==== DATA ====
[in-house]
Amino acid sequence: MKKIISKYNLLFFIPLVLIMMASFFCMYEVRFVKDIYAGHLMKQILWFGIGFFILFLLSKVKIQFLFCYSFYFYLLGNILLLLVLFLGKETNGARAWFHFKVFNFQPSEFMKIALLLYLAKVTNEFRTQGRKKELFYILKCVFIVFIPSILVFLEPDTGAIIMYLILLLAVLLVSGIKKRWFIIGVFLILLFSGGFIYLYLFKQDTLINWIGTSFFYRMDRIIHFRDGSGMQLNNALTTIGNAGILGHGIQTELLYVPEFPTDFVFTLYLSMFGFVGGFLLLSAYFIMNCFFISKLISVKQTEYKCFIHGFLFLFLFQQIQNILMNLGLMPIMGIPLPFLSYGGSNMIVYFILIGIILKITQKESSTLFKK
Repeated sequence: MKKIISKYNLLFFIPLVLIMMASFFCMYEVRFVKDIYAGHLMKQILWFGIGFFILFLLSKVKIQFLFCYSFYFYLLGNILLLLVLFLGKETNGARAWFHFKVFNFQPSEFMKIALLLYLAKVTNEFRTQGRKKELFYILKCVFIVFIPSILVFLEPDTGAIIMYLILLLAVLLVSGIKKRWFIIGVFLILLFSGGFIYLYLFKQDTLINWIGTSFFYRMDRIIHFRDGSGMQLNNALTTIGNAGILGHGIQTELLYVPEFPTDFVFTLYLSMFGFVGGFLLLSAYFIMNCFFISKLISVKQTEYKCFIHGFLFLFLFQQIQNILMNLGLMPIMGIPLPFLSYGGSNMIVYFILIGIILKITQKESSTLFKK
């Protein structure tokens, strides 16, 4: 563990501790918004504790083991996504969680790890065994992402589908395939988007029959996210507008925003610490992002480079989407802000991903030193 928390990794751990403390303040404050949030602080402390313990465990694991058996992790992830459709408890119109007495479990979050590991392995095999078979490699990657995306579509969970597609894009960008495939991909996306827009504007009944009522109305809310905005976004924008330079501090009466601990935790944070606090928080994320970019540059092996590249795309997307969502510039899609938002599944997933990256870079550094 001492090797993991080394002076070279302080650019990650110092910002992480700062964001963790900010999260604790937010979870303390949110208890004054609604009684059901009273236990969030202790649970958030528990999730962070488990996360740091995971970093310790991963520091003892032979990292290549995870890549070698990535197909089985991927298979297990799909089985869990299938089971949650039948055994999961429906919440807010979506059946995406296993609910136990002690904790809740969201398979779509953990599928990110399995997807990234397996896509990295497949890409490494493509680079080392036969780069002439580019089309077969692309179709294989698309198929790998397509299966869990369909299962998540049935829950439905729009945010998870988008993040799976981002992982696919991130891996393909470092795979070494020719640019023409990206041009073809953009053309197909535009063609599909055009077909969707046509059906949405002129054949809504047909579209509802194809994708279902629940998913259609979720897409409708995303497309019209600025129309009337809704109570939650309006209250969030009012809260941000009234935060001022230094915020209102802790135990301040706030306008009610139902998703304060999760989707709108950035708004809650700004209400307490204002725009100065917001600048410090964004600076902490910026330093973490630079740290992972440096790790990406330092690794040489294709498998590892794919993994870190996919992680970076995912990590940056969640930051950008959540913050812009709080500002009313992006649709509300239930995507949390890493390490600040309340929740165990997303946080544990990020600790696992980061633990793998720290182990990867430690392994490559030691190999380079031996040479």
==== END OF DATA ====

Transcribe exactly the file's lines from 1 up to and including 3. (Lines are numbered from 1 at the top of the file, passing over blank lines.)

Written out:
[in-house]
Amino acid sequence: MKKIISKYNLLFFIPLVLIMMASFFCMYEVRFVKDIYAGHLMKQILWFGIGFFILFLLSKVKIQFLFCYSFYFYLLGNILLLLVLFLGKETNGARAWFHFKVFNFQPSEFMKIALLLYLAKVTNEFRTQGRKKELFYILKCVFIVFIPSILVFLEPDTGAIIMYLILLLAVLLVSGIKKRWFIIGVFLILLFSGGFIYLYLFKQDTLINWIGTSFFYRMDRIIHFRDGSGMQLNNALTTIGNAGILGHGIQTELLYVPEFPTDFVFTLYLSMFGFVGGFLLLSAYFIMNCFFISKLISVKQTEYKCFIHGFLFLFLFQQIQNILMNLGLMPIMGIPLPFLSYGGSNMIVYFILIGIILKITQKESSTLFKK
Repeated sequence: MKKIISKYNLLFFIPLVLIMMASFFCMYEVRFVKDIYAGHLMKQILWFGIGFFILFLLSKVKIQFLFCYSFYFYLLGNILLLLVLFLGKETNGARAWFHFKVFNFQPSEFMKIALLLYLAKVTNEFRTQGRKKELFYILKCVFIVFIPSILVFLEPDTGAIIMYLILLLAVLLVSGIKKRWFIIGVFLILLFSGGFIYLYLFKQDTLINWIGTSFFYRMDRIIHFRDGSGMQLNNALTTIGNAGILGHGIQTELLYVPEFPTDFVFTLYLSMFGFVGGFLLLSAYFIMNCFFISKLISVKQTEYKCFIHGFLFLFLFQQIQNILMNLGLMPIMGIPLPFLSYGGSNMIVYFILIGIILKITQKESSTLFKK